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My DA 3.5/18 - 250mm regularly underexposes especially in medium- to low- light conditions (K200D). Not by much, (only 1/3 to 2/3 of one stop), which is easily recoverable in post-processing, but I prefer to adjust it while shooting. With M- mount lenses the problem is much more pronounced, and I need to work on it.
03-12-2009, 01:12 PM   #25
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My Tamron 17-50mm f/2.8 seems to underexpose relative to my other lenses, so this is helpful in manual mode. I wish it had this in the other modes too, since my meter is set at 1/3 EV steps and sometimes I have to compensate pretty high.
03-12-2009, 06:19 PM   #26
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krypticide, EV compensation is availabe in any mode (Scene included), except for Manual and Bulb, by pressing the Av/+- button and rotating the edial to the left or right while holding the button down. The compensation adjustment appears in your viewfinder. In M mode, it appears on your readout by default, and you adjust compensation by adjusting shutter or aperture.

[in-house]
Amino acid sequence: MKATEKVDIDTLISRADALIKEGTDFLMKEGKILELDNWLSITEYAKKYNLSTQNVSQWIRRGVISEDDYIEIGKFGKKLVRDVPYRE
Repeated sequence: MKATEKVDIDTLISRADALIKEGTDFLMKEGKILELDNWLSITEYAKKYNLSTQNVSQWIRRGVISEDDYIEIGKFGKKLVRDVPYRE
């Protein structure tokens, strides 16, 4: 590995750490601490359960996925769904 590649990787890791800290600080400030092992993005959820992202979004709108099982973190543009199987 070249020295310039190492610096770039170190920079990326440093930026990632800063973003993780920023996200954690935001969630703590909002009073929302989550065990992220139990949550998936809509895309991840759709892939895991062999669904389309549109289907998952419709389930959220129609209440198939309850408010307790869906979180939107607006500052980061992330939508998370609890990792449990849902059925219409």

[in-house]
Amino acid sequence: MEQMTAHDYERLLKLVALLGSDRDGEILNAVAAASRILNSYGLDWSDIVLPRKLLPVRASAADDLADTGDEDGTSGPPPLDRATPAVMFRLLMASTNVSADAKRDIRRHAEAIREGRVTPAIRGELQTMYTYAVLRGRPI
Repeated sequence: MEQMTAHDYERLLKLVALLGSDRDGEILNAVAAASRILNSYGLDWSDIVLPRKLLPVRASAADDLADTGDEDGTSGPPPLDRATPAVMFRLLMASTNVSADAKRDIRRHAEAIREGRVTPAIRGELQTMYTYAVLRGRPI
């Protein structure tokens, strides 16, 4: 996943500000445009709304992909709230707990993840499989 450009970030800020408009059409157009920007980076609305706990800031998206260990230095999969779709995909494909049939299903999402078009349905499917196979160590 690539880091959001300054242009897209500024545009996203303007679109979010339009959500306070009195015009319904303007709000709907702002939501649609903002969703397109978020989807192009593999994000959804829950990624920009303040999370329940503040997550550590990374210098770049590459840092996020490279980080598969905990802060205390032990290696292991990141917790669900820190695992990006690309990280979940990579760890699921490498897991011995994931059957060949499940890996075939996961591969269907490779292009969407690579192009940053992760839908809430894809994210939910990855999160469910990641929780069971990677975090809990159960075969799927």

This is how it works on the K200D. I don't know about the K20D or Km.
03-12-2009, 07:56 PM   #27
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The thing I understand least about pentax and ev compensation is, it is functional in M mode on the *istD, not functional in M mode on the K10D but again functional on the K20D.

Is it useful, yes even with new lenses.

Aside from exposure errors on the K10D and K20D for manual lenses, I dind that when you add a TC to a lens on the K10D it has a constant offset in exposure. Adjusting the compensation takes care of this in automatic mode, but what happens when you go to manual, you loose this feature, and don't necessairly realize it right away. Why did they delete it from the K10D is beyond me.